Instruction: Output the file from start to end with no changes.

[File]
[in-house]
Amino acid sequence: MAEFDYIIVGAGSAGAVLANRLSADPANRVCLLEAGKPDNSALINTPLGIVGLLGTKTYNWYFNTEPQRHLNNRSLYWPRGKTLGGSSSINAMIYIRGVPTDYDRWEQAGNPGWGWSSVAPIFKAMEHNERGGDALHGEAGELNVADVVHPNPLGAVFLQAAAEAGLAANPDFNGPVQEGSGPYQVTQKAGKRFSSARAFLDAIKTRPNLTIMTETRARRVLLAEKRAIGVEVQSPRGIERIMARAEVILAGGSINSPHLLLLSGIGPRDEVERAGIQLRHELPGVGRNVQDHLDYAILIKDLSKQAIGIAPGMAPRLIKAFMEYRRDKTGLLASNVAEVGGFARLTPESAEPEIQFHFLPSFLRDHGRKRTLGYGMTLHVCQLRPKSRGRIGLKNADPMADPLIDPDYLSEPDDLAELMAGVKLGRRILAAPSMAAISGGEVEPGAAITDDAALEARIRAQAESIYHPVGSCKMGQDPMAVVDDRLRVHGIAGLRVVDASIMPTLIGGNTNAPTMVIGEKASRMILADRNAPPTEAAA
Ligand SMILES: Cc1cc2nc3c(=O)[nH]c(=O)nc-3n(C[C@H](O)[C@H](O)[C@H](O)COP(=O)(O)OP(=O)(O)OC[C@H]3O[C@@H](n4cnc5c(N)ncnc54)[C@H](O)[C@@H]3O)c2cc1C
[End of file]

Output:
[in-house]
Amino acid sequence: MAEFDYIIVGAGSAGAVLANRLSADPANRVCLLEAGKPDNSALINTPLGIVGLLGTKTYNWYFNTEPQRHLNNRSLYWPRGKTLGGSSSINAMIYIRGVPTDYDRWEQAGNPGWGWSSVAPIFKAMEHNERGGDALHGEAGELNVADVVHPNPLGAVFLQAAAEAGLAANPDFNGPVQEGSGPYQVTQKAGKRFSSARAFLDAIKTRPNLTIMTETRARRVLLAEKRAIGVEVQSPRGIERIMARAEVILAGGSINSPHLLLLSGIGPRDEVERAGIQLRHELPGVGRNVQDHLDYAILIKDLSKQAIGIAPGMAPRLIKAFMEYRRDKTGLLASNVAEVGGFARLTPESAEPEIQFHFLPSFLRDHGRKRTLGYGMTLHVCQLRPKSRGRIGLKNADPMADPLIDPDYLSEPDDLAELMAGVKLGRRILAAPSMAAISGGEVEPGAAITDDAALEARIRAQAESIYHPVGSCKMGQDPMAVVDDRLRVHGIAGLRVVDASIMPTLIGGNTNAPTMVIGEKASRMILADRNAPPTEAAA
Ligand SMILES: Cc1cc2nc3c(=O)[nH]c(=O)nc-3n(C[C@H](O)[C@H](O)[C@H](O)COP(=O)(O)OP(=O)(O)OC[C@H]3O[C@@H](n4cnc5c(N)ncnc54)[C@H](O)[C@@H]3O)c2cc1C